The ADEA CCI Liaison Ledger talks with
Alison Whelan, M.D., Chief Medical
Education Officer, Association of American Medical Colleges (AAMC)
Liaison Ledger: What
would need to change in medical education (such as curriculum, accreditation,
licensure, admissions standards) to produce graduates that are person-centered
Alison Whelan: Some of it is teaching M.D.
students and residents different skills and knowledge; some of it is providing
schools are helping students early on understand who their patients are as
people by getting students out of the clinic and into the spaces where their
patients are living. That can be anything from home visits to broader community
connections through volunteer work. Schools have always had students do community
outreach, but now schools are including community members in the discussion of
where students can make an impact. It sends a powerful message, and it’s shown
to be a more effective way to do community interventions.
terms of specific skills, the first is communication. As we teach our students
how to take a history, we need to make sure that it’s a broad-based history,
and that they understand the social context of the patient.
you just look at health, and you look at health disparities, and you look at
social determinants of health, then person-centered care has to become a part
of the equation, so I think that recognition is driving the move toward
person-centered care. Coming up with solutions is a work in progress, but I
think we’re well on our way.
Liaison Ledger: Where
does a health professions education association begin in trying to transform
the faculty perspective from patient-centered to person-centered?
Alison Whelan: When something new
comes up at AAMC, we help drive thought by convening our experts, and we help
them to share best practices and give them a platform for leading-edge thinking.
We have extraordinary members doing extraordinary things, and one of the best
things we can do is help them to share those things, primarily through our
meetings but also through showcasing their activities on our website and
through AAMC News.
Liaison Ledger: What does
the medical school of the future look like to you if the predominant model of
practice is person-centered?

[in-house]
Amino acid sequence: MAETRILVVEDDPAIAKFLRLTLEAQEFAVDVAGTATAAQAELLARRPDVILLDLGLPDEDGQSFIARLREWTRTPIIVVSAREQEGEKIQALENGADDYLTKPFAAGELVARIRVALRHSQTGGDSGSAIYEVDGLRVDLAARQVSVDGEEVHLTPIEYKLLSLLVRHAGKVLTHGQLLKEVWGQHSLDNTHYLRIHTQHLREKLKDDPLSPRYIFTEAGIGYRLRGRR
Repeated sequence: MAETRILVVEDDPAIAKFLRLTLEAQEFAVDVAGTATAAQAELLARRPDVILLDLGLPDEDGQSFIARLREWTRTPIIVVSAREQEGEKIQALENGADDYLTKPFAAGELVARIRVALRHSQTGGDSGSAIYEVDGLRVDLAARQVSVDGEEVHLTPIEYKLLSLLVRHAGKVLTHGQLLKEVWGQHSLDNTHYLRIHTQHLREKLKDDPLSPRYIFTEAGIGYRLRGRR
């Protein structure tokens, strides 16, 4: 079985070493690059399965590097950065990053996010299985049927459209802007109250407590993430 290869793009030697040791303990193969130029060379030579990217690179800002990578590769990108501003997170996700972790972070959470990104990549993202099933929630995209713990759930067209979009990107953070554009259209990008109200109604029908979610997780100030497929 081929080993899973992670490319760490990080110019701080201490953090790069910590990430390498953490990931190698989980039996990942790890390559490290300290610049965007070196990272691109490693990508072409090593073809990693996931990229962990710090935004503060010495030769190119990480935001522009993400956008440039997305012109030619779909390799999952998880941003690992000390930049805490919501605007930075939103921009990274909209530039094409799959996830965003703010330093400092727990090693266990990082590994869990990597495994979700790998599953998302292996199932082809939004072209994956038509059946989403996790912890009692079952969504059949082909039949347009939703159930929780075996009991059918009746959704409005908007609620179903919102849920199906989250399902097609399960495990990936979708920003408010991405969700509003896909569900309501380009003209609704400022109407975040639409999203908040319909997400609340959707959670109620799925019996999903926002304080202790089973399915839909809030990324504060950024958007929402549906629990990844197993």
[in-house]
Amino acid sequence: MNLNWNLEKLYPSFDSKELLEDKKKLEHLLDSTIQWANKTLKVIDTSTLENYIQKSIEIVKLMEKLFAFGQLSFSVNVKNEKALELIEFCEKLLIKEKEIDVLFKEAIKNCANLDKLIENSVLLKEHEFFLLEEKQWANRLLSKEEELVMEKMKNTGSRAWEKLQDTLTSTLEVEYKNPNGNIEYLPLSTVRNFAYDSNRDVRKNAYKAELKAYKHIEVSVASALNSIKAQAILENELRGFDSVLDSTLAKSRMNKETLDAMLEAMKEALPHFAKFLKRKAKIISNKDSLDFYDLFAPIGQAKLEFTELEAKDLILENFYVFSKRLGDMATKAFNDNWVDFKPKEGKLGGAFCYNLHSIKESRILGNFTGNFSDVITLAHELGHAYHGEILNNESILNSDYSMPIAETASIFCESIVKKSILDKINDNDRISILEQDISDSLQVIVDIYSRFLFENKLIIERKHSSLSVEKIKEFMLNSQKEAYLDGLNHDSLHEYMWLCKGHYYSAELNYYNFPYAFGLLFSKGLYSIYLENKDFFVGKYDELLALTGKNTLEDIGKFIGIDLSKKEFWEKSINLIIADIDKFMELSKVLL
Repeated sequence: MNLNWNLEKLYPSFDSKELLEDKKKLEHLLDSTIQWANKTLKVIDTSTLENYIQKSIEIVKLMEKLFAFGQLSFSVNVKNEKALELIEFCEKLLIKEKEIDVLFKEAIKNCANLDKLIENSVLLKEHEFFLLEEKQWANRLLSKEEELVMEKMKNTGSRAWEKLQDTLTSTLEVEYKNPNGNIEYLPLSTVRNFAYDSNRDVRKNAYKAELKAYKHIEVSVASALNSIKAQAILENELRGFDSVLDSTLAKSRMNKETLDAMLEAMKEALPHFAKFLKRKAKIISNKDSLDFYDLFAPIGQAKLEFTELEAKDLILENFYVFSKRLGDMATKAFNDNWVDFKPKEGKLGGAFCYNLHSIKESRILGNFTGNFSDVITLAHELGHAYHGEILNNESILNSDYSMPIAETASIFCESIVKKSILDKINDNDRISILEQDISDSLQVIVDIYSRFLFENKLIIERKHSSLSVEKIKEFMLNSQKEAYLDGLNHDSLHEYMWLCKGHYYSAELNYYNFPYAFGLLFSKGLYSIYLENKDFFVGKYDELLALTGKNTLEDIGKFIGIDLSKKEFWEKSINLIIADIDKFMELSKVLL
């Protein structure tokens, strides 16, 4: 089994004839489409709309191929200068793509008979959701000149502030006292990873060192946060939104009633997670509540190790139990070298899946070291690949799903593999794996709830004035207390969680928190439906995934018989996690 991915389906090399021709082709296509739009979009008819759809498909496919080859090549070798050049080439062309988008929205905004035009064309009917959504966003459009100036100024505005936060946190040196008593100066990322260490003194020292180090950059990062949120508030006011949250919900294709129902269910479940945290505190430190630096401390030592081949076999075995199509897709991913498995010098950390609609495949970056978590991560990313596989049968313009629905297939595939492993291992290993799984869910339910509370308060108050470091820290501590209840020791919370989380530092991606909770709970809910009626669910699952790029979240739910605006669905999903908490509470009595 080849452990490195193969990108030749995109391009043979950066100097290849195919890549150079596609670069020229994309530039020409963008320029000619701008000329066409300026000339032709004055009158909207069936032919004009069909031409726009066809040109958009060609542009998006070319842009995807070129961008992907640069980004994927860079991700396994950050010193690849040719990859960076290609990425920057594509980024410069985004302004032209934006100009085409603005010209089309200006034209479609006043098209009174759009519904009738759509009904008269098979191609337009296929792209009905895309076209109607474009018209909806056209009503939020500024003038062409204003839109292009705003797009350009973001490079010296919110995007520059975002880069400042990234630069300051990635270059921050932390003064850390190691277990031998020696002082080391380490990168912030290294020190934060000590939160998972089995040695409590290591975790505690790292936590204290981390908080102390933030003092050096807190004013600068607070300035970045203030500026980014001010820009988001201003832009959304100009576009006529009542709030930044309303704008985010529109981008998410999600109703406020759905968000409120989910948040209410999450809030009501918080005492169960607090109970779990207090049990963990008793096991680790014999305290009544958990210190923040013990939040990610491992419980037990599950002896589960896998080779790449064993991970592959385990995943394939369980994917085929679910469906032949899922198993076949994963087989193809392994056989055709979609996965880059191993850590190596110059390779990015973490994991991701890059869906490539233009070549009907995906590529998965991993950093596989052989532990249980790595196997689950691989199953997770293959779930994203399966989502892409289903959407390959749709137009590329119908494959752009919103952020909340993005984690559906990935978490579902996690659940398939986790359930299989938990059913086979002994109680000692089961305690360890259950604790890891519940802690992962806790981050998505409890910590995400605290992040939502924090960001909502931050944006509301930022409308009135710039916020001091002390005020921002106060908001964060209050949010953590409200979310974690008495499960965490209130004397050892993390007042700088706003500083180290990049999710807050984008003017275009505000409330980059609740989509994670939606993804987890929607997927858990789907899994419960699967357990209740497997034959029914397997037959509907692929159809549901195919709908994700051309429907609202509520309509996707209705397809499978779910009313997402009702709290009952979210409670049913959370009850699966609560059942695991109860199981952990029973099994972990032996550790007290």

Alison Whelan: Medical students and
residents will always need to spend a significant part of their educations in
the hospitals in which complex care is delivered. As we move toward
understanding how to impact population health and the social determinants of
health, there will be a continued shift—which has already started—to more learning
experiences in ambulatory health care settings and also in community settings,
which may not be health care settings.
will also have to be more of a connection between M.D.s and other health
professionals, particularly those involved in population health, such as social
workers and public health professionals.
from our authors
Nadeem Karimbux: I still struggle a bit
with who the health care provider is that brings all of that together in a
holistic and meaningful way. It’s that challenge between being in these
environments that are extremely complex with people that are focused on
specific tasks, and how you take a step back and try to take into account the
person at the center of that care. That’s where perhaps the role of technology
will facilitate some of that understanding. The question becomes, will these health
professions develop someone who will become the patient advocate to make sure
that these pieces aren’t getting lost?
Andrew Spielman: It almost invites the
creation of a highly educated, trained patient advocate that now becomes the
champion. Could that be a digital person who has no agenda other than the
patient’s best interest? I’m thinking of a robot that has artificial
intelligence and can essentially collect all the data, monitor, advocate, use
algorithms, interact with the various health care professionals, line up the
appointments and make sure that the patient doesn’t get lost.
Muhammad Walji: We’ve tried these
concepts through patient-centered medical homes in primary care. It isn’t an
artificial intelligence system, but rather a human that is trying to coordinate
the patient’s care. There have been challenges in that, and mainly again it’s
because of the way our delivery system is set up with all the incentives going
to tertiary care institutions where more and more expensive specialists do
various things. That’s really the crux of the problem. There needs to be that
transformation of health care delivery if we really are to try and make
ourselves more person-centered.